that starts at the grassroots, with
the poor, the vulnerable, and the marginalised.
revolution of Jesus is not one where society is transformed from the top down,
it’s one where the world is
transformed from the bottom up.
Jesus says to the Jewish peasant,
that if a soldier offers the the
insult of a back-handed blow to their right cheek,
they should turn and look him in the
and then invite him to
hit them again,
but this time on their
other cheek as an equal.
says to the powerless person who is being fleeced for their fleece
by someone who holds all
that they should respond by giving
their creditor all their clothes,
leaving the courthouse
thereby making the creditor
responsible for the shame of their nakedness,
and denying them any
coverup for their oppressive actions.
says to the person conscripted by a Roman soldier
to carry his pack for
that they should walk on for a
shaming the power of the
him to break the Roman law
allowed him to require one mile of assistance.
advocates a policy of what is sometimes called
Revolutionary Subordination, or
or nonviolent resistance.
challenges those whom the law has made powerless
to engage their prophetic
imagination in such a way
as to generate
where violence and
oppression are disarmed by creativity.
find myself drawn at this point
to the recent protest activities of
the Russian punk band Pussy Riot,
have sought through provocative but peaceful artistic expression,
to challenge the oppressive and
a dominant ideology that they have identified
homophobic, and violent.
far they have been arrested and imprisoned,
and just this week manhandled and
for making a video in front of the
Winter Olympics flag
in protest at the recent legislation
I think they point us to something important.
This kind of nonviolent provocative
is never without cost if
it is to be effective.
Jesus himself paid the ultimate
for the path he embarked
and he invites those who follow him
to take up their own
he also invites all who will respond
to enter into a life lived not in
fear of death,
but in the power of resurrection.
worst the law can do is take your life,
and Jesus promises new life
to those who join him in his
challenge to the powers that distort creation.
fulfilment of the law that Jesus speaks of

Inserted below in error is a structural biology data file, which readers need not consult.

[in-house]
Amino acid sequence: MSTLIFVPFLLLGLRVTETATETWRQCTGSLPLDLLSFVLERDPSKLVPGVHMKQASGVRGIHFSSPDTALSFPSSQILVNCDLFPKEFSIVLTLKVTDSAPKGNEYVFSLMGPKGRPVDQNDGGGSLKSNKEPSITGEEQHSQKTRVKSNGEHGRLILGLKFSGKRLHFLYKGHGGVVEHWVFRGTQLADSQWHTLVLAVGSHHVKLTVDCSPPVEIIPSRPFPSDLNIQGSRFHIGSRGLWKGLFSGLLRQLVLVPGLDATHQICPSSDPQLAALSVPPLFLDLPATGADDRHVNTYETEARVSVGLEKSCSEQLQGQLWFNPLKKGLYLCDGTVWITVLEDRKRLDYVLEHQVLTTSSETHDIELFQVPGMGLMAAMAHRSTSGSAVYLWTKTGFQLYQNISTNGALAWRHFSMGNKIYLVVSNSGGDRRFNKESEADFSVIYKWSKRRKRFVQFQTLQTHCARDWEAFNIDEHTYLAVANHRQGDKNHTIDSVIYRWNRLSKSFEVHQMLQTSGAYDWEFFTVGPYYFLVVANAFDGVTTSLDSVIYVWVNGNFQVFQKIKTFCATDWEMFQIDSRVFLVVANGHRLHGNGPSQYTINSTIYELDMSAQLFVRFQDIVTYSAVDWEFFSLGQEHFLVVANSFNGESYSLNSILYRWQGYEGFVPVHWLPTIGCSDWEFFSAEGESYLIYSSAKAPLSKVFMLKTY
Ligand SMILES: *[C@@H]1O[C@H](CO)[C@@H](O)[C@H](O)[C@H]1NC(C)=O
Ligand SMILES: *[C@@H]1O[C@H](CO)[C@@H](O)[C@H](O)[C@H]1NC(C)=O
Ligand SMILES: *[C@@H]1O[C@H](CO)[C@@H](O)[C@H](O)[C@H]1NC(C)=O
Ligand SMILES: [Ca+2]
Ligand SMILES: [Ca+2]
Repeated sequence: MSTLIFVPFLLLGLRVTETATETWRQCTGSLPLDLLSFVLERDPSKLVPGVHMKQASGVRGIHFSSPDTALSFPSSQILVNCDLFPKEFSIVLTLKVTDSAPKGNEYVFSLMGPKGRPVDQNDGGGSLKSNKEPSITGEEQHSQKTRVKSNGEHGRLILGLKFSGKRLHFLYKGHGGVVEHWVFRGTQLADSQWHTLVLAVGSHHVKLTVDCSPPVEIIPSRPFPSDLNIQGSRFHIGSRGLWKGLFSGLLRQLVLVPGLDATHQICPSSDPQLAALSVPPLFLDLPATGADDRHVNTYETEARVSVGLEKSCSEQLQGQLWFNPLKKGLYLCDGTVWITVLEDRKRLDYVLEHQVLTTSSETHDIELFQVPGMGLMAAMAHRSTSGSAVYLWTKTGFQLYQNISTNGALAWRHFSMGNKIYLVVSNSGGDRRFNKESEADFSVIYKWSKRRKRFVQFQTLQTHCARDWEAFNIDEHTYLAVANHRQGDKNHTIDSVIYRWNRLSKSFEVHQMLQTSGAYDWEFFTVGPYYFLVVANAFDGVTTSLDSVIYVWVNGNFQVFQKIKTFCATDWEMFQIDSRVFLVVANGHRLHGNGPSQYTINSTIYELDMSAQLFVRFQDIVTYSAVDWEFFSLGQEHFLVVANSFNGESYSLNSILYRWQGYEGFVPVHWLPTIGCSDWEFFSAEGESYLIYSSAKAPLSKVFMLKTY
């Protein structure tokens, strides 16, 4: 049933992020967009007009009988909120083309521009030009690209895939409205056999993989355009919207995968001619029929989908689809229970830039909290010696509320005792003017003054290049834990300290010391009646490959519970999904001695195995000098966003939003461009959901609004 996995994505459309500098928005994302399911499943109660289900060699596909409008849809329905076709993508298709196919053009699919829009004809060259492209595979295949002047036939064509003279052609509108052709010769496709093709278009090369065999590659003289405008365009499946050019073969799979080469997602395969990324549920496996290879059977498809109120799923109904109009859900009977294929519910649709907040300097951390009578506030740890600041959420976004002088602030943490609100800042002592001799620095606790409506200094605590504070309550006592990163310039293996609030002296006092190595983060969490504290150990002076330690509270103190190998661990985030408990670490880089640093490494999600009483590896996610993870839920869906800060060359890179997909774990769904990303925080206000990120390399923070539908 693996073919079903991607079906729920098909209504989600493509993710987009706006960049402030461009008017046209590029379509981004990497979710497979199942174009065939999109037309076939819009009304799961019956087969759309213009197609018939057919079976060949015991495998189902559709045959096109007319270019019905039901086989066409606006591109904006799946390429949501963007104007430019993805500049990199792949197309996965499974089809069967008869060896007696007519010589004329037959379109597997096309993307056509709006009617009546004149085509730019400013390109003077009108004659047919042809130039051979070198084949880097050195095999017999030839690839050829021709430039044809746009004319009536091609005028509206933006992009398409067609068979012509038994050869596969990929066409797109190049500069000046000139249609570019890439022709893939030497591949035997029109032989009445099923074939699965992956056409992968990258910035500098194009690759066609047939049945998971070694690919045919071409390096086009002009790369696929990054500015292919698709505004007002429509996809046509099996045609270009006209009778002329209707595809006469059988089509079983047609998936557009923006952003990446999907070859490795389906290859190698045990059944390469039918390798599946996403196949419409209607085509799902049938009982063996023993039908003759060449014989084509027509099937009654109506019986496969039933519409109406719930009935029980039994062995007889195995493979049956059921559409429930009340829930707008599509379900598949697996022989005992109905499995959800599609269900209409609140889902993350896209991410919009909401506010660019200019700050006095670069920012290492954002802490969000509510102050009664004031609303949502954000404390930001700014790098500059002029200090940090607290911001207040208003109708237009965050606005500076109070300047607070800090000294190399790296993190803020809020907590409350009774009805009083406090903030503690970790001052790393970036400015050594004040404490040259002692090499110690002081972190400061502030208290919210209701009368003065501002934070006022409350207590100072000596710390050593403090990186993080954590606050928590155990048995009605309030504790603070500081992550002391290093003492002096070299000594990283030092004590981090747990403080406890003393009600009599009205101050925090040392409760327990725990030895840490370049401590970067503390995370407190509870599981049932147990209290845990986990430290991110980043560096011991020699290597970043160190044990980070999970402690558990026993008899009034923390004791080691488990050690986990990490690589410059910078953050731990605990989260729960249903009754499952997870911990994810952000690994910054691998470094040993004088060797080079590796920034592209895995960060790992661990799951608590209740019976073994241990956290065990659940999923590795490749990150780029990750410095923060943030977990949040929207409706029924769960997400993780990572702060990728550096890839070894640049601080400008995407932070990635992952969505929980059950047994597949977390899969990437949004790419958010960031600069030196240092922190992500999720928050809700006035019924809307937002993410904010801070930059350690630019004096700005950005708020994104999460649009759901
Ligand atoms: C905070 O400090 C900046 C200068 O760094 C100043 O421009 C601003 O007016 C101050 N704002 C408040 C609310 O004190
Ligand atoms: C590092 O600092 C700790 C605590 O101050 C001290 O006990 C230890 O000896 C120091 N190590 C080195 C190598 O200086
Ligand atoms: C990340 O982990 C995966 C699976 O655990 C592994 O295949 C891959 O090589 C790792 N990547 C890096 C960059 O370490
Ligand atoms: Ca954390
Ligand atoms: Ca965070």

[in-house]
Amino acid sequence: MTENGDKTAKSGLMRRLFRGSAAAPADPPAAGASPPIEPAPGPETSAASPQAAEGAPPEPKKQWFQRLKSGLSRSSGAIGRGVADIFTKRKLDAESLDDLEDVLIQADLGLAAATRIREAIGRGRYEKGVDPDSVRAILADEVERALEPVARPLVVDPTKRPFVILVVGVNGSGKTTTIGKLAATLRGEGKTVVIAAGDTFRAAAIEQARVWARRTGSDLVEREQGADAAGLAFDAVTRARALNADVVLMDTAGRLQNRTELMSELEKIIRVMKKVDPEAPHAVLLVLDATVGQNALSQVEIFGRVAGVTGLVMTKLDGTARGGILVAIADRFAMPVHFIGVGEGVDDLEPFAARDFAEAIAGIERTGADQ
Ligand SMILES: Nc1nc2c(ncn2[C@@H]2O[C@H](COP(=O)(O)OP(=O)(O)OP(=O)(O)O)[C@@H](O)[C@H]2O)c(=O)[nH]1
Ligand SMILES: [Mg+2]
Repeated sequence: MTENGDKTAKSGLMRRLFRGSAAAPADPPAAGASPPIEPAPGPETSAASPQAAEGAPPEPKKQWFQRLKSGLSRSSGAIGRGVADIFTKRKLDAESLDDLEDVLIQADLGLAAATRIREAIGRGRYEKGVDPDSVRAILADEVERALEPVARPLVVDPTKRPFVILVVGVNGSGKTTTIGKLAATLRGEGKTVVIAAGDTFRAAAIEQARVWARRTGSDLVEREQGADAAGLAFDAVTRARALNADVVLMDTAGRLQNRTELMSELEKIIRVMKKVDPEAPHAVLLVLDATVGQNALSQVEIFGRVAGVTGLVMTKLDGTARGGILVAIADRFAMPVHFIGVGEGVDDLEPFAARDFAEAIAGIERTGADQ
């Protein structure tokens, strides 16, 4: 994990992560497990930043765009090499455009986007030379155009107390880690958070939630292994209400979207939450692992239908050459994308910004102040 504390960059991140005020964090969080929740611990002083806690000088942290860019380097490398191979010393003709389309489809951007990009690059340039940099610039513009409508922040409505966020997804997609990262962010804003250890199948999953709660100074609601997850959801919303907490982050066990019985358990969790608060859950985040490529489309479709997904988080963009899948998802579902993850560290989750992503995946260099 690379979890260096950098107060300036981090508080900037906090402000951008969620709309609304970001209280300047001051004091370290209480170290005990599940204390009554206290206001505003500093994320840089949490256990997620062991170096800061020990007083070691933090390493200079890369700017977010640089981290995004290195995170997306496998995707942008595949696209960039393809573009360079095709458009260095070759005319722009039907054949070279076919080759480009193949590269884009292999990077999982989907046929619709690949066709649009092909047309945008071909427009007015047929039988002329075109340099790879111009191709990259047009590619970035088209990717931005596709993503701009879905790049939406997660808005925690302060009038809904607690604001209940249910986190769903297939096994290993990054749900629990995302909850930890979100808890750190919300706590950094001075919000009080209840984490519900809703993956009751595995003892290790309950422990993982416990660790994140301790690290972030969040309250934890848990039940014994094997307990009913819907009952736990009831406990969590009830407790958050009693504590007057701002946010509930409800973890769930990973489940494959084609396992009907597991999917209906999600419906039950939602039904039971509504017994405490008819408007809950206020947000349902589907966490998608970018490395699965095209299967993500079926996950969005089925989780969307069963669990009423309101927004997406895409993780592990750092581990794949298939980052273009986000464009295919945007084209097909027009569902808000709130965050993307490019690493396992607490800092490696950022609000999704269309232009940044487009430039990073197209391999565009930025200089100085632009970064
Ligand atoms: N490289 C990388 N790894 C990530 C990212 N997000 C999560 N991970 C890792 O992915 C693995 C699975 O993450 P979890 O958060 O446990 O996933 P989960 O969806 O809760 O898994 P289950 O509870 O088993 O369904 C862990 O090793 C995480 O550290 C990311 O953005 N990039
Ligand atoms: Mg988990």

isn’t a vision for an alternative
because it turns out that Jesus
isn’t interested in national boundaries.
you want a framework for a national legal system, look elsewhere.
will it work as a party manifesto,
because it seems Jesus isn’t
interested in party political boundaries.
you want a political ideology, look elsewhere.
will it work as a rule
for any kind of structured,
boundaried, disciplined community,
Jesus is interested in crossing boundaries,
loving the excluded,
in embracing the marginalised.
rule of law that is based on national identity
will find itself radically
the poor, the disadvantaged, and the marginalised
hear the invitation to see themselves
world of the twenty-first century
has much in common with the world of
too have our power blocks, our empires, our nationalistic ideologies.
We too have our legal systems, our
enforcers of the law,
and some are better than others,
make no mistake about it.
many ways, the foundation of Jewish ethics as we heard it in Leviticus,
that ‘you shall love your neighbour
as yourself’ (19.18)
remains the foundation
for Western society.
nationalism to national interest,
from ethnic identity to strategic
relationships to entente cordiale,
still structure society in much the same way
as that which Jesus encountered in
the first century.
love our neighbours, and we hate our enemies.
Jesus invites us, as he invited the scribes and the Pharisees,
to realise that national identity
to the God of the whole